Decided: March 20, 1940.
JOSEPHINE E. ZOLLER, EXECUTRIX OF THE ESTATE OF JOHN JOHNSON, DECEASED, PROSECUTRIX,
STATE BOARD OF TAX APPEALS AND CITY OF JERSEY CITY, RESPONDENTS
For the prosecutrix, Ziegener & Brenner (Robert H. Brenner, of counsel).
For the respondents, James A. Hamill and Frank P. McCarthy.
Before Justices Bodine and Perskie.
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The opinion of the court was delivered by
PERSKIE, J. This is a tax case. The question requiring decision is whether prosecutrix held the stocks assessed as of October 1st, 1937, for the tax year of 1938, in her personal right as owner, as she claims, or whether she held the stocks in her representative right as the executrix of the estate of John Johnson, as respondents claim.
From the meager proofs submitted we learn that John Johnson (hereafter referred to as Johnson), a resident of Jersey City, was a patient in a hospital. Apparently upon entering the hospital he took with him his stock holdings and delivered them to the "head of the hospital." Among the stocks so delivered were 150 shares of American Telephone and Telegraph Co., 100 shares of Associated Gas and Electric Co., and 200 shares of General Gas and Electric Co. Pursuant to instructions by Johnson while living, the head of the hospital delivered the physical possession of the stated stocks to one Josephine E. Zoller, also a resident of Jersey City, and who is the prosecutrix here.
Thereafter, on June 21st, 1937, Johnson died. By his last will and testament, dated June 1st, 1937, he devised his entire estate, after the payment of his just debts, funeral expenses, &c., solely to Josephine E. Zoller in consideration of the "care, attention and services" which she and her mother rendered him during the fourteen years that he lived at their home.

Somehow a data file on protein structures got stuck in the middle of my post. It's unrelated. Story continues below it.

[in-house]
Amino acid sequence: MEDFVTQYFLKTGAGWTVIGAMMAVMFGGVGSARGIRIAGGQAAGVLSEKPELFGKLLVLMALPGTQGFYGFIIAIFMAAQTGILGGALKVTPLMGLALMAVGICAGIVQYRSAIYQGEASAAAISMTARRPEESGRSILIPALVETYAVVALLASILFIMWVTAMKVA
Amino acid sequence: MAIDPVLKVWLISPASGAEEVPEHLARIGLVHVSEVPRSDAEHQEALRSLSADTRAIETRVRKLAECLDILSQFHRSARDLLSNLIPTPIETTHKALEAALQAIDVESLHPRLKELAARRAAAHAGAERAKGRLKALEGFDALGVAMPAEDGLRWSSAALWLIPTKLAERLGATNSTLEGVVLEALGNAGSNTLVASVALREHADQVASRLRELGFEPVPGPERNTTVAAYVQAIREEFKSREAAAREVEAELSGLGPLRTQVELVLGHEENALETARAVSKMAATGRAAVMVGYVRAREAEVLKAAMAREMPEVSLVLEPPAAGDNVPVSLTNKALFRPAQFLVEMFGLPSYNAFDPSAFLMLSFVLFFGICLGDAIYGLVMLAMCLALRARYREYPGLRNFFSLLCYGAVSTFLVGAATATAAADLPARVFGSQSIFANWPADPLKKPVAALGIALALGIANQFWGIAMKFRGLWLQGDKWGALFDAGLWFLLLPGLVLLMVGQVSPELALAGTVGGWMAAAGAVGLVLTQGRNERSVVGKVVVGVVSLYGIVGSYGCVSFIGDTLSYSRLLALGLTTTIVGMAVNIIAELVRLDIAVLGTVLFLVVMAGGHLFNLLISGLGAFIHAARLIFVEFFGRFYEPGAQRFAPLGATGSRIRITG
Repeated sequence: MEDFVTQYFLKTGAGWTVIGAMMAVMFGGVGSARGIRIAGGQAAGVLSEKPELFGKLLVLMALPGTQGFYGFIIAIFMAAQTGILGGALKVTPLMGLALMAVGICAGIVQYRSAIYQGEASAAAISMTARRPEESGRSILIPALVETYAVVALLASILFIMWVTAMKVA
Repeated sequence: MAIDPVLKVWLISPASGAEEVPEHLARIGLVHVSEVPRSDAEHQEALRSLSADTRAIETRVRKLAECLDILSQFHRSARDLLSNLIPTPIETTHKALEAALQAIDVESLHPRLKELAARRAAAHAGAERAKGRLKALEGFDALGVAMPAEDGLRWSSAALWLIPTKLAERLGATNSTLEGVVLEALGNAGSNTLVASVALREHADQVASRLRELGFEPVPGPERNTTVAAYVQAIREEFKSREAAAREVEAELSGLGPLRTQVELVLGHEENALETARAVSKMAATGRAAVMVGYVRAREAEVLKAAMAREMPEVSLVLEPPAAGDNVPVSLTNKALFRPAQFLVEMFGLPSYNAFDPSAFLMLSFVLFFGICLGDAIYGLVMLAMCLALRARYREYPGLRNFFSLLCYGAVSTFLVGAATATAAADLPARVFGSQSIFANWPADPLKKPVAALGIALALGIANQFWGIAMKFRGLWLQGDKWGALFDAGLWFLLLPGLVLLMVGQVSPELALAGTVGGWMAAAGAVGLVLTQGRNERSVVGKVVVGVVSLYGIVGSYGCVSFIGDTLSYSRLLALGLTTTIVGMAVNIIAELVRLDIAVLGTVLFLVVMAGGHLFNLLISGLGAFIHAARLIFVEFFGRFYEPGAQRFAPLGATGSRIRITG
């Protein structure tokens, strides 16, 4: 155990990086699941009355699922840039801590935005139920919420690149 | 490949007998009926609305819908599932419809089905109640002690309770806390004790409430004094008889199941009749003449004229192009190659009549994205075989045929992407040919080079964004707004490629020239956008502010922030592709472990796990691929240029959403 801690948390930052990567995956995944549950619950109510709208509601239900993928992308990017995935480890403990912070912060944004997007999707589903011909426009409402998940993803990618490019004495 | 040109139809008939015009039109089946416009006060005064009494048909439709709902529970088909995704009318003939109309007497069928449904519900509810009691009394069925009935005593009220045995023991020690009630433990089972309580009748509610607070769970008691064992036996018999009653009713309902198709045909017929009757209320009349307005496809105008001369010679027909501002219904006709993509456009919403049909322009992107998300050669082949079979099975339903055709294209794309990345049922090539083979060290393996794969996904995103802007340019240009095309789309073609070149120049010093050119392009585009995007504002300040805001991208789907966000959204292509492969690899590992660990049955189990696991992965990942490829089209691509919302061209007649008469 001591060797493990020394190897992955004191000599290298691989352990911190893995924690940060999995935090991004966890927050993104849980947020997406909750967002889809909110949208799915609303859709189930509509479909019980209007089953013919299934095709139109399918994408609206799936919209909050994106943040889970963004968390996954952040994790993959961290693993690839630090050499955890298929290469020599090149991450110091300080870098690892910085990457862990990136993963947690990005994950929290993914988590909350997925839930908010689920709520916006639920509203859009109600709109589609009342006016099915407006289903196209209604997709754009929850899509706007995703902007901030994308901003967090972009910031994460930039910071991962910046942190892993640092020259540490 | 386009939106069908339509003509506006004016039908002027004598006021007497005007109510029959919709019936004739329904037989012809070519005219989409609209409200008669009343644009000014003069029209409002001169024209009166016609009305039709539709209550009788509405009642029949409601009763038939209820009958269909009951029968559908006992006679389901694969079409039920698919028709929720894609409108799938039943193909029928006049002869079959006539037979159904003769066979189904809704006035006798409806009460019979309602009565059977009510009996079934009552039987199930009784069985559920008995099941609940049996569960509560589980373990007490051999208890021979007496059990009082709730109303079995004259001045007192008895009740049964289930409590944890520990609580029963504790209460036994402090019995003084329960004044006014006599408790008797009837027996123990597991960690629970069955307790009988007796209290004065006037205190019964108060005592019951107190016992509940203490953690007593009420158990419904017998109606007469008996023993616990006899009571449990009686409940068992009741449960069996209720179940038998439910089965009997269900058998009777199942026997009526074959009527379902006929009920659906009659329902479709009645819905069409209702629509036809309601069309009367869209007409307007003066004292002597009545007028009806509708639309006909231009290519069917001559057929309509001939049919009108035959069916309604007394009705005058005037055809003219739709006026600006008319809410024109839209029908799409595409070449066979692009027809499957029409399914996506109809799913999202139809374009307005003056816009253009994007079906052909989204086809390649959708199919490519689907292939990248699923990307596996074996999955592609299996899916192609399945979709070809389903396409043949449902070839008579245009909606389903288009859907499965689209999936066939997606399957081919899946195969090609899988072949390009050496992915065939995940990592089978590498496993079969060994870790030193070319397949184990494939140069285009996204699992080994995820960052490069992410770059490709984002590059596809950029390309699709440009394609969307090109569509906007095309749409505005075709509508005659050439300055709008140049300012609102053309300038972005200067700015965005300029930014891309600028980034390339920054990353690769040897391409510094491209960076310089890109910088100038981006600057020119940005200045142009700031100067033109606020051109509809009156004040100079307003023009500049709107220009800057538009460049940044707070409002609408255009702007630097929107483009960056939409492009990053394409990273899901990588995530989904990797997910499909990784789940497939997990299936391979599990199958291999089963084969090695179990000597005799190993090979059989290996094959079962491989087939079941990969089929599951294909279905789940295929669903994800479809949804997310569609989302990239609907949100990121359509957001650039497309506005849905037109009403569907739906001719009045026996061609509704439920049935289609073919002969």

On July 7th, 1937, Johnson's will was probated and Josephine E. Zoller qualified as the executrix therein named. A decree barring creditors, effective January 7th, 1938 (R.S. 3:25-3), was entered.
Upon ascertaining that the stated stocks were part of Johnson's estate, the local assessors levied an assessment of $22,000 against prosecutrix in her name as executrix of the estate of Johnson (R.S. 54:4-10), as representing the value of the stocks as of October 1st, 1937, for the tax year of 1938.
Prosecutrix appealed from that assessment to the Hudson
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County Board of Taxation with the result that the assessment levied was set aside.
The city of Jersey City then appealed from the judgment of the Hudson County Board of Taxation to the State Board of Tax Appeals with the result that the local assessment levied was determined to be in all respects proper and correct. The judgment of the county board was reversed and the assessment as levied in the first instance by the local assessors was reinstated. It is the propriety of the judgment of the State Board of Tax Appeals that is here challenged.
We are firmly of the opinion that the State Board of Tax Appeals reached a correct result.
1. Our Taxing act (article 4, Assessment and Collection of Taxes), provides that:
"Personal property in the possession or control of a person as * * * executor * * * shall be assessed in his name as such, separate from his individual assessment, * * * but the personal property belonging to the estate of a deceased shall be assessed in the taxing district where the decedent resided at the time of his death * * *." R.S. 54:4-10.